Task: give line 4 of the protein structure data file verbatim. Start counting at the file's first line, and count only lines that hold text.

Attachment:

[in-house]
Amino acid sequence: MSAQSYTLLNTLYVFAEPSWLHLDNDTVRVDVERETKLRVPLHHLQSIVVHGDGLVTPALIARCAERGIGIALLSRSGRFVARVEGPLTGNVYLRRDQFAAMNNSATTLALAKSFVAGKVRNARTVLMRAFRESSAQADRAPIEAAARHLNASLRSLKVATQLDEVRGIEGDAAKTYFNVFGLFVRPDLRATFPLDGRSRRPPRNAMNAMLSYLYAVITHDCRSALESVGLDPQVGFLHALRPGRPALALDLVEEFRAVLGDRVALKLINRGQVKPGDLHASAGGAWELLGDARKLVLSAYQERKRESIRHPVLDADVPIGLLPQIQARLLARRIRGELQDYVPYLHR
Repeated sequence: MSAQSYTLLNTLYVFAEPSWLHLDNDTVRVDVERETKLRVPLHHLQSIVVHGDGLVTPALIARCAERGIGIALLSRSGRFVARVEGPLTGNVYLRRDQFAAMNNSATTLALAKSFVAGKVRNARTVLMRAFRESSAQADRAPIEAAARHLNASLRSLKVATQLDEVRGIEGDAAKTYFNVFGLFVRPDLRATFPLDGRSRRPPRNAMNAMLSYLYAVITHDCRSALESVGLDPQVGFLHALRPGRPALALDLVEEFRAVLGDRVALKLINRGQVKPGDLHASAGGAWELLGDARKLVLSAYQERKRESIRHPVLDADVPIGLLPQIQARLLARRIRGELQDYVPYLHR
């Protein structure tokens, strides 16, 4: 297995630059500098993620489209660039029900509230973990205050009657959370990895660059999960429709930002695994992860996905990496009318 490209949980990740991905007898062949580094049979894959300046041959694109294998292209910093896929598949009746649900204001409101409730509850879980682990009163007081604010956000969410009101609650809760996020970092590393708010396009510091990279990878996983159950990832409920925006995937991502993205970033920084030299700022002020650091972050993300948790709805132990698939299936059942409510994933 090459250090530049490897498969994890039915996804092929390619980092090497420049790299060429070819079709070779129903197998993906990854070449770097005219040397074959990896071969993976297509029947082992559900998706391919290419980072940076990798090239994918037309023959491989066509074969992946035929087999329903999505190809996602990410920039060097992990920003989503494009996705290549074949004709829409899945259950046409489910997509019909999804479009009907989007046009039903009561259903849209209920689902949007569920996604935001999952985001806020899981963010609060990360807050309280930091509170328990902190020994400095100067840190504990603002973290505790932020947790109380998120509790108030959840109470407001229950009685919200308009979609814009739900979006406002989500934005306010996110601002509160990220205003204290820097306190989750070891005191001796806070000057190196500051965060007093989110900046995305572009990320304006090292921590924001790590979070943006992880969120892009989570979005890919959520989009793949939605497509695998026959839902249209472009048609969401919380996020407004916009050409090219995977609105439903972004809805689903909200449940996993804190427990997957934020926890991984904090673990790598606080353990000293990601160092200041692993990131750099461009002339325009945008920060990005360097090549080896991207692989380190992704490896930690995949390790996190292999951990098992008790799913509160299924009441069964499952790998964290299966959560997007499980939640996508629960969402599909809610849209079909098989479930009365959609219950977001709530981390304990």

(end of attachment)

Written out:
């Protein structure tokens, strides 16, 4: 297995630059500098993620489209660039029900509230973990205050009657959370990895660059999960429709930002695994992860996905990496009318 490209949980990740991905007898062949580094049979894959300046041959694109294998292209910093896929598949009746649900204001409101409730509850879980682990009163007081604010956000969410009101609650809760996020970092590393708010396009510091990279990878996983159950990832409920925006995937991502993205970033920084030299700022002020650091972050993300948790709805132990698939299936059942409510994933 090459250090530049490897498969994890039915996804092929390619980092090497420049790299060429070819079709070779129903197998993906990854070449770097005219040397074959990896071969993976297509029947082992559900998706391919290419980072940076990798090239994918037309023959491989066509074969992946035929087999329903999505190809996602990410920039060097992990920003989503494009996705290549074949004709829409899945259950046409489910997509019909999804479009009907989007046009039903009561259903849209209920689902949007569920996604935001999952985001806020899981963010609060990360807050309280930091509170328990902190020994400095100067840190504990603002973290505790932020947790109380998120509790108030959840109470407001229950009685919200308009979609814009739900979006406002989500934005306010996110601002509160990220205003204290820097306190989750070891005191001796806070000057190196500051965060007093989110900046995305572009990320304006090292921590924001790590979070943006992880969120892009989570979005890919959520989009793949939605497509695998026959839902249209472009048609969401919380996020407004916009050409090219995977609105439903972004809805689903909200449940996993804190427990997957934020926890991984904090673990790598606080353990000293990601160092200041692993990131750099461009002339325009945008920060990005360097090549080896991207692989380190992704490896930690995949390790996190292999951990098992008790799913509160299924009441069964499952790998964290299966959560997007499980939640996508629960969402599909809610849209079909098989479930009365959609219950977001709530981390304990």